Generic Radio Workshop Script Library (BACK)

Series: Front Page Drama
Show: The Devil's Daughter
Date: Jan 11 1934

Image from the American Weekly
CAST:
ANNOUNCER
GUIDE
DIANA BERKELEY (pronounced BARK-lee)
CHARLES
AL-ZAK
SEKHMET, the Devil's Daughter
and a crowd of TOURISTS

MUSIC:

FANFARE

ANNOUNCER:

Today's FRONT PAGE DRAMA offers "The Devil's Daughter," featuring Miss Sheila Hayes in the role of Diana Berkeley. This is the second in a series of FRONT PAGE DRAMAS adapted from the pages of the American Weekly, the magazine distributed with all Hearst Sunday newspapers from coast to coast. "The Devil's Daughter" was produced in the New York studios of the General Broadcasting Company.

MUSIC:

FAUX MIDDLE EASTERN, FOR AN INTRODUCTION ... THEN FADES OUT BEHIND--

GUIDE:

This way, ladies and gentlemen. This way, if you please.

BIZ:

WALLA OF TOURISTS AS THEY FILE INTO TEMPLE ... THEY MURMUR APPROPRIATELY (WITH SKEPTICISM, INTEREST, AWE, ET CETERA) DURING THE GUIDE'S SPEECH

GUIDE:

You are now standing in the temple of Sekhmet, the Egyptian goddess of destruction. Directly in front of you is the statue of the goddess. It is made of granite and stone. It stands ten feet high. The number of hours of labor consumed in its erection is unknown.

I respectfully call to your attention the slim, feminine upright body with the lion's head. Sekhmet is known as a hater of children and all weak things. It is whispered that although she descends from a long line of Kings, her mother was a witch and a wanton despite her being a Queen, and Sekhmet's father was the Devil himself.

I ask you to look up there, at that little square hole in the roof. According to tradition, when the moonlight illuminates the statue, it has the greatest occult power.

DIANA:

(TO HERSELF) Isn't she fascinating? (CALLS) Oh, guide?!

GUIDE:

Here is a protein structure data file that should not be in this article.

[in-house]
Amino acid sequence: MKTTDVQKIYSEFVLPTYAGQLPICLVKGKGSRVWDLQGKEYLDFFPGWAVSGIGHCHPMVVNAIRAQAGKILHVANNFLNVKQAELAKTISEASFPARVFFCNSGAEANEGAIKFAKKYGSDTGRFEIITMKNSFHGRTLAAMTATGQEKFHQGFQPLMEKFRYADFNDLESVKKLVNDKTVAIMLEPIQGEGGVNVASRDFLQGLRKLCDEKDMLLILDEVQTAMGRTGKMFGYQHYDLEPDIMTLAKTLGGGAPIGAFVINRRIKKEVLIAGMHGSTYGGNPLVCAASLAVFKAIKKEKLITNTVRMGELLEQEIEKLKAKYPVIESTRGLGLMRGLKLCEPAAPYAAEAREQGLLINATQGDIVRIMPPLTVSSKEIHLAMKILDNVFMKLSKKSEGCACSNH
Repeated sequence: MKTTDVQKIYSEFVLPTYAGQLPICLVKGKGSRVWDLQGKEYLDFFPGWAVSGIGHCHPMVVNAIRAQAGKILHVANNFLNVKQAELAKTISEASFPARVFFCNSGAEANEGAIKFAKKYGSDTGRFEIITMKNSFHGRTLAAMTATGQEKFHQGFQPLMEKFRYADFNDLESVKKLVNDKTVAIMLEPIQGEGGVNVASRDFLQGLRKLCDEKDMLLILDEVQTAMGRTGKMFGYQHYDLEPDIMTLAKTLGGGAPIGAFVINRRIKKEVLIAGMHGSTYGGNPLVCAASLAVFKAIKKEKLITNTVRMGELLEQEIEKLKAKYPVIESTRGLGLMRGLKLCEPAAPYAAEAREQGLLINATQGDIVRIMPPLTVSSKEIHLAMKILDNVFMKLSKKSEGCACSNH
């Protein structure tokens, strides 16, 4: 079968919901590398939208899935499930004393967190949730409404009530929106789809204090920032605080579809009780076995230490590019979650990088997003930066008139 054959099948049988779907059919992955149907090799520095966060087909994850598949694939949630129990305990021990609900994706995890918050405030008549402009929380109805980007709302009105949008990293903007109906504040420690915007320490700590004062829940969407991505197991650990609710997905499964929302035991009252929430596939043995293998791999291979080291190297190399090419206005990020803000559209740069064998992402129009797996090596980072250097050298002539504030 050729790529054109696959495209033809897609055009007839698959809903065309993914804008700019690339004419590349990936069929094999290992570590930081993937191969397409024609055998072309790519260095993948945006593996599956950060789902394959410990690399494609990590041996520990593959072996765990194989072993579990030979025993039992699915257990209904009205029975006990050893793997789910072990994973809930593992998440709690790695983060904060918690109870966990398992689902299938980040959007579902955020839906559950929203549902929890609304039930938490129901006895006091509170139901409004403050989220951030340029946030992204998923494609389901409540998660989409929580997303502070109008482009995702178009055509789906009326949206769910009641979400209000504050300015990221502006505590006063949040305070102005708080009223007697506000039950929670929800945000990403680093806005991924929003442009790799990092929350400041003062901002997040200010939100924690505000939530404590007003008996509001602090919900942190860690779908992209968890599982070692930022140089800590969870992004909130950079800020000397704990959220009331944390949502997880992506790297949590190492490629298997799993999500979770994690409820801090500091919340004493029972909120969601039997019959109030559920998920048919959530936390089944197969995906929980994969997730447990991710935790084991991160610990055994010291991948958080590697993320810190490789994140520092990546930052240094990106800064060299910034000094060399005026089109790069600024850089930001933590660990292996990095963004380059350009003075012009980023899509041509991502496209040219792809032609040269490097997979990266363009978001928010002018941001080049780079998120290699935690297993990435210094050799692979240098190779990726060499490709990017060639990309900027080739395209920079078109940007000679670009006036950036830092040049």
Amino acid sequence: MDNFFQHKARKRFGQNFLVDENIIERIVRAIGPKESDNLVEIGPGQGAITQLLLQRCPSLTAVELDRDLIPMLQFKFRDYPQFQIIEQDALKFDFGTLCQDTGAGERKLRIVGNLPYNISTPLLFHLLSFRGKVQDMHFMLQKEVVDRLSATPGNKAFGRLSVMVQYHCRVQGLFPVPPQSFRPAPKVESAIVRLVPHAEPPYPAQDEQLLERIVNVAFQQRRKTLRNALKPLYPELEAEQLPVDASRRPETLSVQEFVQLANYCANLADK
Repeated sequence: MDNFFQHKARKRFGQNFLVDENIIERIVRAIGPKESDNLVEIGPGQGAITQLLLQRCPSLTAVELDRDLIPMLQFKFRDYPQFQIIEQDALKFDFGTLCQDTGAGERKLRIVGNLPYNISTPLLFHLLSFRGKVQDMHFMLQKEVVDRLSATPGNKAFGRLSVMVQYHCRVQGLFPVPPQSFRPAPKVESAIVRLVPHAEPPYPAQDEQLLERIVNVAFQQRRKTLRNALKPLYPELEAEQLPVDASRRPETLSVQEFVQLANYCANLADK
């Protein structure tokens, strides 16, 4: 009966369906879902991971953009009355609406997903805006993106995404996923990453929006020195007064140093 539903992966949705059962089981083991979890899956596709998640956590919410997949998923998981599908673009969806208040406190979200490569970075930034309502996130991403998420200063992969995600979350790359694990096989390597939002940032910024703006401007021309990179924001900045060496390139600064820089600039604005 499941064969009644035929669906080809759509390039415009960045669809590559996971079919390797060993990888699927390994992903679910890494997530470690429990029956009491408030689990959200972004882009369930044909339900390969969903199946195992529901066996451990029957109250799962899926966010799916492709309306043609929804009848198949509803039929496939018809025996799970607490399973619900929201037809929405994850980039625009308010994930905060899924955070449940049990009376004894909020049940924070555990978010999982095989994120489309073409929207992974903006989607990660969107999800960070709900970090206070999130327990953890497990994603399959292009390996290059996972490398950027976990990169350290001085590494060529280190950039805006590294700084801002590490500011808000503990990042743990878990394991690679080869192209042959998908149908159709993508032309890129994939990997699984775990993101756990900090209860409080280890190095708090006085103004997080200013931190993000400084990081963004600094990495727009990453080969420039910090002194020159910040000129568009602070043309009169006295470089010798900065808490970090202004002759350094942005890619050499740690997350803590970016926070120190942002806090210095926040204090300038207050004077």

Madam?

DIANA:

Could I, or could anyone, spend the night here to see the goddess demonstrate her power?

GUIDE:

I am very sorry to disappoint madam, but that is not to be permitted. I do not wish to alarm you, but reports have been made to the authorities of strange happenings to those who have dared to remain here all night.

DIANA:

Strange happenings? Why, what do you mean?

GUIDE:

People have been known to have lost their minds, madam.

DIANA:

(SHIVERS) Ooh, good heavens. How terrible.

GUIDE:

Now, if the ladies and gentlemen of my party will return to the cars, we shall proceed to [?]. This concludes the tour of Karnak, the city of the dead.

BIZ:

WALLA OF TOURISTS AS THEY FILE OUT OF THE TEMPLE

DIANA:

(AMUSED, TO HERSELF) No one is allowed to stay in the temple, eh? But I'm going to. I'll spend a night with the Devil's daughter!

MUSIC:

FAUX MIDDLE EASTERN, FOR A TRANSITION ... THEN FADES OUT BEHIND--

ANNOUNCER:

And so, because one strong-willed woman was determined to defy Oriental superstition and early legend, the American Weekly is able to print another thrilling story from real life which the American Theater of Radio now presents to you under the title of "The Devil's Daughter."

It is the witching hour of midnight. Two figures stand before the sacred shrine of Sekhmet, the Egyptian goddess. Listen--

CHARLES:

Diana, please--

DIANA:

No, it's no use, Charles. I tell you, I'm going to spend the night in there.

CHARLES:

Now, Diana, listen to reason, won't you?

DIANA:

Reason? Why, you haven't given me one sane excuse for not going through with it.

CHARLES:

Very well, I'll give you an illustration. You remember when Sir Reginald Wilton was stationed out here in Luxor, how he came back before his time was half up -- and without his wife?

DIANA:

Yes, I remember. She died while he was here.

CHARLES:

Did you ever hear how she died?

DIANA:

No.

CHARLES:

Well, she had the idea of staying in the temple all night. And so she did. She dressed in her finest gown and she wore her most beautiful emeralds. They came for her next morning--

DIANA:

And found her dead, I suppose.

CHARLES:

No. Not dead.

DIANA:

What do you mean, Charles?

CHARLES:

They found her groveling before the statue of the goddess, offering her jewels -- completely insane.

DIANA:

(SYMPATHETIC) Oh. Oh, no.

CHARLES: